Both teams had the look of franchises on the decline; last season, the Wizards finished, 32-50, last in their division, while those Raptors finished just two games better at 34-48, also last in their division. Toronto, saddled with the contracts of Bargnani and Gay, were stuck over the salary cap, much like Washington, stuck with the massive contracts of John Wall and Bradley Beal, is projected to be.

Likewise, Toronto and Washington have both experienced their fair share of losing. The pre-Ujiri Raptors had toiled in losses and, at best, mediocrity since their inception, despite the presence of greats such as Tracy McGrady, Vince Carter and Chris Bosh.

And, while they experienced success – and even won a title (then as the Bullets) – in the 1970s and 1980s, the Wizards’ recent history has looked like much of the same, rife with poor play and wasted opportunities. In 16 years with former General Manager Ernie Grunfeld, the Wizards amassed a paltry record of 568-744 and made the postseason just eight times, with their own five-year drought to show for it.

Of course, the teams do have their differences. The NBA has seen a salary cap explosion in recent season – the salary cap was set at just over $58 million for the 2013 season, while next season it is expected to reach as high as $109 million. Both teams saw some unwanted contracts on their books, but the deals the Wizards are stuck with, John Wall’s, namely, are larger and more immovable.

So, could Ujiri work his magic once again? Would he even want to try, after winning a championship in Toronto? It’s hard enough to bring a franchise back from the brink, but could he pull it off a second time in Washington?

It would be difficult, to say the least.

To reiterate, the Wizards aren’t exactly Ujiri’s primordial Raptors when it comes down to their financials. While Ujiri was faced with the $16 and $10 million deals of Gay and Bargnani in 2013, respectively, those pale in comparison to what he would face with the Wizards. Wall’s massive deal – a contract that the Wizards, for all intents and purposes, will be stuck with for the next four seasons – combined with his 15% trade kicker, for starters, would prove a major inhibitor to any move that Ujiri would want or need to make.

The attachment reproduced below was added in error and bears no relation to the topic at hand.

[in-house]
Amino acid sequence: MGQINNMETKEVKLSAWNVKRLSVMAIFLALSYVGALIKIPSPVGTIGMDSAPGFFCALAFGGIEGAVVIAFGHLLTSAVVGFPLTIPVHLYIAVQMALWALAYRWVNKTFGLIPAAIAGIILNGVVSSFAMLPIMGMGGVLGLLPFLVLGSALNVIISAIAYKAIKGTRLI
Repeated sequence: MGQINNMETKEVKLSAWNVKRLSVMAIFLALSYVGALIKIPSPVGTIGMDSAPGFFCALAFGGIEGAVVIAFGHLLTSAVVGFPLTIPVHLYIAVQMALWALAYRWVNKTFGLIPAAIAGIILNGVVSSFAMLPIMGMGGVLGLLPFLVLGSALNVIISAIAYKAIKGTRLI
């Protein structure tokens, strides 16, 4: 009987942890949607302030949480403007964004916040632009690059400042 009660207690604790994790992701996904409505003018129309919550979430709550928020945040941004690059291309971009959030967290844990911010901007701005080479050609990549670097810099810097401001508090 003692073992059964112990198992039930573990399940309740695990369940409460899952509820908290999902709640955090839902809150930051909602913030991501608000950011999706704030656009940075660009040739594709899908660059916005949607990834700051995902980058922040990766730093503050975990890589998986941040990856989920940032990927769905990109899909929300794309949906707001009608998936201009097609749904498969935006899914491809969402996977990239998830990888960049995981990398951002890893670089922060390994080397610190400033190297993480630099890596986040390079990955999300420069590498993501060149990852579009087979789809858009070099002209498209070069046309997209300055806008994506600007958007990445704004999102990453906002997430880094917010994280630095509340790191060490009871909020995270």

Wall, who signed a four-year, $170,912,000 supermax contract with the Wizards in 2017, is expected to miss the entire 2019-20 season after suffering a torn left Achilles. A complete non-factor set to earn $38 million (nearly 34% of the Wizards cap space) was not a problem Ujiri faced in Toronto.

There is also the situation with Beal – a franchise star making big money for a team that doesn’t seem close to contention. Despite the fact that he is set to earn more than $27 million next season, Beal is Washington’s best asset. Only 25 years old, and already a premier player at the shooting guard position, Beal has only just entered his prime and could conceivably improve on the stellar 25.6 points, five rebounds and 5.5 assists per game line that he posted a season ago.

Should Ujiri take the job, he would have an extremely difficult decision – a la the DeRozan trade – to make right away. Beal is young enough, and under contract for long enough, that he could theoretically make it through a rebuild and still be a star that could help the next iteration of the Wizards compete for a title.

However, while it may not propel the Wizards to a title like his DeRozan-for-Kawhi swap last Summer, were Ujiri to find the proper return for Beal, the Wizards would be set up for some major success down the line. Either way, his decision would almost certainly be the most contentious and scrutinized one he would have to make.

And then, of course, there are decisions to make on the rest of the roster: which free agents would the Wizards retain or let walk? Which players would they pursue in free agency or on the trade market? How would the team view and move forward with their draft haul (assuming Ujiri were to take the job after next week’s NBA Draft)?

It took Ujiri six uneasy seasons to build Toronto up from an afterthought into an NBA Champion. While there has been some serious reported interest on the Wizards’ part, could he really be the man to right their sinking ship? And on the flip side, there has been nary a comment from the Raptors or Ujiri on that reported interest to this point; would he even want to leave all that he has accomplished in Toronto for a Washington team that is trending in the wrong direction?

It would be difficult, for sure, but Ujiri has proven himself up to the task, more than once. One of the most highly respected minds in the NBA, Ujiri, both in Denver and now with Toronto, has done more than impress as he has put his roster building prowess and future vision on full display.

Whether he would want to leave that realized vision in Toronto is anyone’s guess. But, should he choose to take his leave of the frozen north, Ujiri is almost certainly the man with a plan; the one to revive some of the long-lost magic of the Wizards in Washington.

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NBA Daily: That’s Not How We Wanted It

The NBA Finals were fun to watch, but with the massive injuries and a missed opportunity on a star-studded matchup, Matt John explains why this series could have been so much more.

Matt John

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You may not want to read this if you’re not a fan of a buzzkill.

Wasn’t that last sequence before the NBA Finals ended enough of one already?

Anyway, before we get to the nitty-gritty, we need to give credit where credit is due. The Toronto Raptors deserved their title as the 2018-2019 NBA champions.